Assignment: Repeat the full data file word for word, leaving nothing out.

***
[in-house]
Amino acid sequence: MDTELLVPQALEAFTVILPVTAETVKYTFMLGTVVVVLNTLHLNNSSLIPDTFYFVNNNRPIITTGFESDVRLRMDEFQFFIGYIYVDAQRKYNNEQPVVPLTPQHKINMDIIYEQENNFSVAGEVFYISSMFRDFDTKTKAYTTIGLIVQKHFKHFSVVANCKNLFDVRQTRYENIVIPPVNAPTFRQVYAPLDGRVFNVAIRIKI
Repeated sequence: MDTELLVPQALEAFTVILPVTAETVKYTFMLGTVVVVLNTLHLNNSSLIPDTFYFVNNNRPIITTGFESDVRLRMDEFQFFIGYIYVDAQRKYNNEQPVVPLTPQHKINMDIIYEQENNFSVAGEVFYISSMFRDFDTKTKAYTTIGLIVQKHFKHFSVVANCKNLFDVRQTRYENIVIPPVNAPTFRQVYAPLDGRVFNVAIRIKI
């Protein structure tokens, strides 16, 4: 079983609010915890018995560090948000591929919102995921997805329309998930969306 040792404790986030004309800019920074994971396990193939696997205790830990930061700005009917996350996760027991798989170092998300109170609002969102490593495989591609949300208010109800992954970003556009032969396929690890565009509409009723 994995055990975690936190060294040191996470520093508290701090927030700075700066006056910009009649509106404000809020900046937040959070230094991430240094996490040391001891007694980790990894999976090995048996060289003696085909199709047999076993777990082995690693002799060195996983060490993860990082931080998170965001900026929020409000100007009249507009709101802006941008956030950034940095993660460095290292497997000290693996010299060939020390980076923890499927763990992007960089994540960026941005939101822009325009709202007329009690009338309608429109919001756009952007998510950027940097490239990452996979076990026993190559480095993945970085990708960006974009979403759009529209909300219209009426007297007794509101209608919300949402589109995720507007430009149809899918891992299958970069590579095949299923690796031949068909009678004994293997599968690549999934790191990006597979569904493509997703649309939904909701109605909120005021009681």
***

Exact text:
[in-house]
Amino acid sequence: MDTELLVPQALEAFTVILPVTAETVKYTFMLGTVVVVLNTLHLNNSSLIPDTFYFVNNNRPIITTGFESDVRLRMDEFQFFIGYIYVDAQRKYNNEQPVVPLTPQHKINMDIIYEQENNFSVAGEVFYISSMFRDFDTKTKAYTTIGLIVQKHFKHFSVVANCKNLFDVRQTRYENIVIPPVNAPTFRQVYAPLDGRVFNVAIRIKI
Repeated sequence: MDTELLVPQALEAFTVILPVTAETVKYTFMLGTVVVVLNTLHLNNSSLIPDTFYFVNNNRPIITTGFESDVRLRMDEFQFFIGYIYVDAQRKYNNEQPVVPLTPQHKINMDIIYEQENNFSVAGEVFYISSMFRDFDTKTKAYTTIGLIVQKHFKHFSVVANCKNLFDVRQTRYENIVIPPVNAPTFRQVYAPLDGRVFNVAIRIKI
């Protein structure tokens, strides 16, 4: 079983609010915890018995560090948000591929919102995921997805329309998930969306 040792404790986030004309800019920074994971396990193939696997205790830990930061700005009917996350996760027991798989170092998300109170609002969102490593495989591609949300208010109800992954970003556009032969396929690890565009509409009723 994995055990975690936190060294040191996470520093508290701090927030700075700066006056910009009649509106404000809020900046937040959070230094991430240094996490040391001891007694980790990894999976090995048996060289003696085909199709047999076993777990082995690693002799060195996983060490993860990082931080998170965001900026929020409000100007009249507009709101802006941008956030950034940095993660460095290292497997000290693996010299060939020390980076923890499927763990992007960089994540960026941005939101822009325009709202007329009690009338309608429109919001756009952007998510950027940097490239990452996979076990026993190559480095993945970085990708960006974009979403759009529209909300219209009426007297007794509101209608919300949402589109995720507007430009149809899918891992299958970069590579095949299923690796031949068909009678004994293997599968690549999934790191990006597979569904493509997703649309939904909701109605909120005021009681």